Do these trends foretell a lasting shift in America’s religious landscape that could foster or threaten the institutional church?


Katrina Hogue, center, plays the ukulele during a church service inside her home in Leander, Texas, on Sept. 6, 2020.

Patrick Meredith, for the Deseret News

Church with no name

Andy Hogue started his house church north of Austin, Texas, five years ago. Though he sometimes calls it the “Leander Home Church” so people can find it on Facebook, the place doesn’t have a name. The group of 12 — which includes evangelicals, a Wesleyan, a Catholic and “brand-new Christians who wouldn’t darken the door of a church” — also rotates to different members’ homes.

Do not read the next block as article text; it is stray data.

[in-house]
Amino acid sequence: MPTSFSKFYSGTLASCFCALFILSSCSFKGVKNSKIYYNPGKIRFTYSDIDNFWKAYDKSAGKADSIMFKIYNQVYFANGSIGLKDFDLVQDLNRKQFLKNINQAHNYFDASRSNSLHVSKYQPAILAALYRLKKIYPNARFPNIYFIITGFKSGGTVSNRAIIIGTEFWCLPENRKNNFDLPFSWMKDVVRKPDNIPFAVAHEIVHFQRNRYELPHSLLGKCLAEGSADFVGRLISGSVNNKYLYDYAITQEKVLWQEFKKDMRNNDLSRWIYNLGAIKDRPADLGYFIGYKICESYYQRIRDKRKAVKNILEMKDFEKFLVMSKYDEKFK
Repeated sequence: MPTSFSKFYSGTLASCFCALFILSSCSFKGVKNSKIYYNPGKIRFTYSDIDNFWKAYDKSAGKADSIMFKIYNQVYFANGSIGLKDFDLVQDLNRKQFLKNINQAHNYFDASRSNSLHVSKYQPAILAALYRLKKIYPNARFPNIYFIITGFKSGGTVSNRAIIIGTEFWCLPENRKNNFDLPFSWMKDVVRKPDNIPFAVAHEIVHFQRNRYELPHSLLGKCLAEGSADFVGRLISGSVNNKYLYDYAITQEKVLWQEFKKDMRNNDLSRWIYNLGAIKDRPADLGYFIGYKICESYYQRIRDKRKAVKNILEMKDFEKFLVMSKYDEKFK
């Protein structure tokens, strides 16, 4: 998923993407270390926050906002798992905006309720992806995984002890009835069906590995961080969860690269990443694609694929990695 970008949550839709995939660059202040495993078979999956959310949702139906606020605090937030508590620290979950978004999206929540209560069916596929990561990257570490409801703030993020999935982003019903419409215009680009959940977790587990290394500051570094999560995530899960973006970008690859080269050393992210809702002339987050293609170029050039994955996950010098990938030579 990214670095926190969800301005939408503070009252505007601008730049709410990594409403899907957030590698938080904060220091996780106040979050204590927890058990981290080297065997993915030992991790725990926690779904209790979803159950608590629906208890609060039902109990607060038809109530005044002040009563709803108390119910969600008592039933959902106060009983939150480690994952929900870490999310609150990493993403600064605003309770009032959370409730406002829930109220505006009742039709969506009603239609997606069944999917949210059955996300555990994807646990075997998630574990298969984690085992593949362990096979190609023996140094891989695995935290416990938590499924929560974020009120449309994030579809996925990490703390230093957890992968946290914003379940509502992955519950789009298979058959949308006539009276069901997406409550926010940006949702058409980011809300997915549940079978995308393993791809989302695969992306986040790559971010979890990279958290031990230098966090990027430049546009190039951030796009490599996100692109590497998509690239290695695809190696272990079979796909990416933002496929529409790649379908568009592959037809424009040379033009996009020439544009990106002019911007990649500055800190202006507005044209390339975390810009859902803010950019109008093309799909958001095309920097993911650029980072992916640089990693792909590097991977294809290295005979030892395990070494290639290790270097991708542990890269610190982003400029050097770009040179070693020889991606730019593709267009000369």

Hogue says membership has shifted since COVID-19 hit. As some worshippers moved, sheltered in place or took to virtual services, new ones have replaced them. 

Early on in the pandemic, Hogue and the core group tried virtual services but found them lacking. “A lot of us really couldn’t handle the concept of just not being able to take the Lord’s supper together or not seeing each other. We’re all on the politically conservative side, so we just decided to start meeting in person.” 

Their weekly session consists of dinner and Bible study. Hogue says they haven’t been wearing masks but they are sitting apart out of concern for the immunocompromised and those who work with the elderly. “So far, we haven’t had any problems,” Hogue says. “We’re taking the risk as a family, which is what we see ourselves as.”